With no apparent notice to the governor or lawmakers, the Board of Pardons and Paroles began using its rarely employed power of commutations last year to reduce the sentences of 71 inmates, including 44 doing time for murder.
The ramifications of that change loudly echoed Wednesday at the state Capitol, where the mother of a murdered daughter lobbied for stricter standards and the Senate divided over the reappointment of a board member behind the change.
Gov. Ned Lamont on Monday removed Carleton J. Giles, who claimed sole responsibility for driving the change, as chair of the board but did not withdraw Giles’ nomination to a third five-year term on the panel.
[RELATED: Lamont removes parole board chair over hike in commutations]
The Senate ultimately voted Wednesday to confirm Giles, a retired Norwalk police officer and ordained minister, on a vote of 21-14, with Democrats Joan Hartley of Waterbury and Cathy Osten of Sprague joining all 12 Republicans in opposition.
No one questioned that Giles had acted within statutory authority, and Sen. Gary Winfield, D-New Haven, noted that his intent to resume commutations after a hiatus was reported by the CT Mirror in June 2021.
“Some of us may not have been aware of it,” Winfield said. “But this was not secret in a way that I think some of us imagined it is, given the way that the public conversation has taken place.”
But lawmakers said it was the scope of the resumption — the board had not commuted more than three sentences in any one of the past six years — that came as a shock to policy makers and the families of victims.
“Granted, the statute gave him leeway,” said Sen. John Kissel of Enfield, the ranking Senate Republican on the Judiciary Committee. “But he decided to initiate a commutation policy on steroids like we have never seen here in the state of Connecticut.”
Kissel, a lawyer in his 30th year in the Senate, said he and other lawmakers were surprised to learn the degree to which they had delegated commutation powers to the board with few standards.
“If you look and dig into the statutes, there’s not a lot of detail there as to what they can or cannot do,” Kissel said.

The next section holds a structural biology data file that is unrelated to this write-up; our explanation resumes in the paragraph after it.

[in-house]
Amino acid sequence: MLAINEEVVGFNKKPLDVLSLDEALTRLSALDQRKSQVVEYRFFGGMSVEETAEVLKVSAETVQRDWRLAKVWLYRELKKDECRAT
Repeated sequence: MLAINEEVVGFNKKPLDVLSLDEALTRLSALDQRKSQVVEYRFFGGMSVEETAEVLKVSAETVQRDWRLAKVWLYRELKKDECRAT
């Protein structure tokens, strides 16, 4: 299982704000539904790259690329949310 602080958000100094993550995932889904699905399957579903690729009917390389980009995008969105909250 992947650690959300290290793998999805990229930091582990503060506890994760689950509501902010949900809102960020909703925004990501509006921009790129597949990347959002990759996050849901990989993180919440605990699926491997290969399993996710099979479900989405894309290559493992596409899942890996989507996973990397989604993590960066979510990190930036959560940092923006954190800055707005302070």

Lobbying for a change already was underway Wednesday from Audrey Carlson of Newington, whose 24-year-old daughter, Elizabeth, was shot to death by an ex-boyfriend, Jonathan Carney, in 2002.
Carlson told reporters her family had been comforted by what they saw as the finality of a plea deal that guaranteed Carney a 42-year prison sentence. Then they were notified he was seeking a commutation.
“We accepted a 42-year contract — ironclad — knowing and trusting that this system is going to work for us. Well, guess what? We were wrong,” Carlson said. “ All I’m asking is for a level of diplomacy and compromise, an understanding with respect. This is not political. This is just.”
Carney’s application for a commutation hearing was rejected in the pre-screening process, as was the case in two-third of the requests filed in 2022. Of the 79 that went to full hearings, 71 commutations were granted.
In removing Giles as chair, Lamont also committed to a roundtable discussion with stakeholders to assess whether changes are needed in law or policy regarding commutations.
“I’m here first to thank Gov. Lamont for taking prompt action and removing Mr. Giles and setting the course of the BOPP in a new and more rational direction,” Carlson said before the Senate convened.
Before the session, Carlson lingered outside the chamber, engaging senators in conversation about potential changes.
Lamont has not committed to any change other than a new chair.
“The administration is gathering stakeholders before the board’s next scheduled meeting to determine if its process can be improved, and to ensure that the commutation process balances the importance of second chances for Connecticut prisoners, the perspectives of victims, and public safety considerations,” said Adam Joseph, the governor’s communications director.
Republicans tried to equate a vote for Giles as an endorsement of the jump in commutations.
“We’re voting on the direction of this particular board,” said Sen. Stephen Harding, R-Brookfield. “And the question that we as legislators, as senators, in my opinion, we have to answer is: Do we support that direction? Yes or no?”
“I want to applaud the governor for asking Mr. Giles to no longer be the chair, but he’s still, if he’s confirmed today, he’s still going to be on this board. And I think that’s a huge mistake,” said Sen. Heather Somers, R-Groton.
Somers recited a partial roster of the murders whose sentences were reduced.
According to the board’s statistics, the biggest reduction went to a 39-year-old inmate who served 23 years of an 85-year sentence for a crime committed as a 17-year-old. The 44 inmates doing time for murder were granted commutations that took an average of 14 years off 44-year sentences.
“That is a decision that should be made here in the legislative body, not by a lay board,” Somers said.
Giles was defended Wednesday by some lawmakers — to a point.
Sen. Herron Gaston, D-Bridgeport, an ordained Christian minister, said forgiveness is central to his faith.
“So I do believe in restoration, I do believe in forgiveness and compassionate forgiveness,” Gaston said. “So I just rise and say that I support Carleton Giles, someone with whom I have a deep admiration and respect for.”
Winfield, the Judiciary co-chair, said Giles and two other board members who served on three-member commutation panels had been responding to lawmakers who wanted to see commutations explored.
He flawed them on approach.
“Should they have brought it to the Judiciary Committee? Absolutely,” Winfield said. “But it is not going against the law we have. It is not just something done under the cover of darkness.”